by DW McKinney
“How can air be weaponized? Air’s presence or absence determines life or death. Too much of it weighs on the living, folding and pushing it toward the ground like a passing breeze on a stalk of grass or an immovable body crushing another body. Without air, there is a vacuum. Without air, beings that depend on it to breathe will suffocate. Remove the air from their lungs and they will gasp for the life-giving substance until they die. Air can carry odorless, invisible viruses and poisons to unknowing victims that infiltrate their bodies, causing damage until it’s too late to recover. Here’s the strongest truth: we all wield the air in our lungs like taut bowstrings ready to send our words like arrows into the world. Breathe in and pull the string; breathe out and puncture the air from another person.”
My Imaginary Friends; or, The Metonymy of Desire
by Whitney Buluma
“Our friendship, like a well-worn black-and-white photograph, is frayed, tantalizing in its vagueness, its imaginary perfection—Patience and I were never as close as we are now that I have lost her last name and address and phone number, now that her face is rendered a vague blur by years of fraught reimagining.”
Don't Try This at Home—or at School
by Tom Bentley
“It would take a while for the idea to crystalize, but the crystals soon lined up: if I could steal one cassette player, I could steal more. And somebody at school would probably pay for it. That supposition was proven true after I’d had the cassette player at home for a bit and decided to take it to school. There was no plausible reason to do this other than to show off — busted. Steppenwolf had released their ‘Born to Be Wild’ album the year before, and the title song was a hit I liked. After all, I was raised in the suburbs — wild, no? I stole that cassette out of a music store, and had been playing it a lot in my room.”
Get ready for the AWP offsite edition of the quarterly Memoir Monday reading series, hosted by Lilly Dancyger! This edition, in Seattle, features Raquel Gutiérrez, Erin Keane, Sabrina Imbler, and Comonghne Felix.
📢 Through February 5th, Memoir Monday founder Lilly Dancyger is considering memoir and essay collection submissions for Barrel House. Per the Barrel House site: “We're interested in full-length memoirs and essay collections that combine personal narrative with... something else. That could be reportage, criticism, history, etc. We're especially interested in projects where the external element has something to do with pop culture, and projects that do something unexpected and original with form and structure.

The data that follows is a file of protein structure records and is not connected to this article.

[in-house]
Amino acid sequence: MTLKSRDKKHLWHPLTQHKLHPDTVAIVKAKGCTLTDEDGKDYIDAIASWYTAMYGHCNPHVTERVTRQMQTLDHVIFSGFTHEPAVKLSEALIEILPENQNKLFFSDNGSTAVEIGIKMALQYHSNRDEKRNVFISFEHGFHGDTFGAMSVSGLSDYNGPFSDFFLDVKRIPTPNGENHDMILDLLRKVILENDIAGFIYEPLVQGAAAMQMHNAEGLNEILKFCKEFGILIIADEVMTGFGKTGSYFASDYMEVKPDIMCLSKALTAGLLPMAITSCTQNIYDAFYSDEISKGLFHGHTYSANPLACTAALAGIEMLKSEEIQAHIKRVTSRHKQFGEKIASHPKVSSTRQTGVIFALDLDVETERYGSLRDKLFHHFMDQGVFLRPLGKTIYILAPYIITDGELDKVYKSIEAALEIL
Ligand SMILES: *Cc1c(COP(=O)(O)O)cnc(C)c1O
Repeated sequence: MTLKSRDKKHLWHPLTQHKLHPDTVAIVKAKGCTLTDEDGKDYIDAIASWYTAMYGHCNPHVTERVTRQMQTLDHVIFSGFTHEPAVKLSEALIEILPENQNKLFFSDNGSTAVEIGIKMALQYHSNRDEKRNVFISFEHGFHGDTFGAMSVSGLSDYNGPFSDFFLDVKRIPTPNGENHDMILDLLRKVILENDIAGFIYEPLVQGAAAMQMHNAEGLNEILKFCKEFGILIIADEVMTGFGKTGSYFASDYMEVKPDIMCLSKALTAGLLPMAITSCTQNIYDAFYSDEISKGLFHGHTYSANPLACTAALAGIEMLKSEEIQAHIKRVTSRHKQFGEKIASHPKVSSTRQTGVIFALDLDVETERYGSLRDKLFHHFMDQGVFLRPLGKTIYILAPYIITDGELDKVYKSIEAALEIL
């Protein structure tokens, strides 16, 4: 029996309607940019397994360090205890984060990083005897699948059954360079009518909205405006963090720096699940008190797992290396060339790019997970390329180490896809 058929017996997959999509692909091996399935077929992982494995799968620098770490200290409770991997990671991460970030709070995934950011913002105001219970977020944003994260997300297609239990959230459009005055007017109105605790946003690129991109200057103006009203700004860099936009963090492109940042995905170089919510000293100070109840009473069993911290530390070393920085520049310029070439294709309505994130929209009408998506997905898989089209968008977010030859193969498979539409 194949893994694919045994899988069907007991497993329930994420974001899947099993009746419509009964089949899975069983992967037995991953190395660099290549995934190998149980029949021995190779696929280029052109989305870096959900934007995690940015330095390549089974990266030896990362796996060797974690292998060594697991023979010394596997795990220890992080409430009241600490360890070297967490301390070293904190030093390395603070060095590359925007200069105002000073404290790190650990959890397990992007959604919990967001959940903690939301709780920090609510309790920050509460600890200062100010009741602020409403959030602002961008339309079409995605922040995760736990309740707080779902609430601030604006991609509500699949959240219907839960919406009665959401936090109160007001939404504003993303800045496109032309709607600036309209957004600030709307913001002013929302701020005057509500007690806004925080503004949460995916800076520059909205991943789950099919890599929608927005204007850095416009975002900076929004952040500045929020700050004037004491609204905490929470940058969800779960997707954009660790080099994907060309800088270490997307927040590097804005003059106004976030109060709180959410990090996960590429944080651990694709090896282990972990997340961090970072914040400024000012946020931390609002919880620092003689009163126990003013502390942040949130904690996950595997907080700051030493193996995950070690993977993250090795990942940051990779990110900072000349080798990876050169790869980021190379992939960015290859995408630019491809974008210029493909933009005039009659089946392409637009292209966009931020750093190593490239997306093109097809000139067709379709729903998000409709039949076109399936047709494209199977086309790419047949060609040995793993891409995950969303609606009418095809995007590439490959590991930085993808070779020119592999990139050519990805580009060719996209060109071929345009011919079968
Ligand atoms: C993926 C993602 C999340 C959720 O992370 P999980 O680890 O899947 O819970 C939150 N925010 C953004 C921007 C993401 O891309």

📢 Marlene Adelstein, author of National bestselling novel, Sophie Last Seen, and professional freelance editor of memoirs and novels, is now accepting new editorial clients. She offers developmental editing, critiques and coaching. Her authors have published with mainstream, small presses, and hybrid publishers. I highly recommend working with Marlene!
📢 A new virtual workshop this week at The Resort! Begin your year of writing with intention and purpose: Join writer and creativity coach Catherine LaSota for a live, 90-minute writing workshop on Zoom this Wednesday Jan 25th at 7:30pm ET. In this Chariot Year writing workshop, Catherine will discuss the themes of movement and change present in the tarot archetype of 2023, The Chariot, and facilitate your generation of new writing through a series of prompts on these themes! All participants also receive a recording of the workshop.
📢 Attention Publications and writers interested in having published essays considered for inclusion in our weekly curation:
By Thursday of each week, please send to firstname.lastname@example.org:
The title of the essay and a link to it.
The name of the author, and the author’s Twitter handle.
A paragraph or a few lines from the piece that will most entice readers.
Because of data limits for many email platforms, going forward we will only include artwork from our partner publications. No need to send art.
*Please be advised, however, that we cannot accept all submissions, nor respond to the overwhelming number of emails received. Also, please note that we don’t accept author submissions from our partner publications.
You can also support Memoir Monday—and indie bookstores!—by browsing this Bookshop.org list of every book that’s been featured at the Memoir Monday reading series. It’s a great place to find some new titles to add to your TBR list!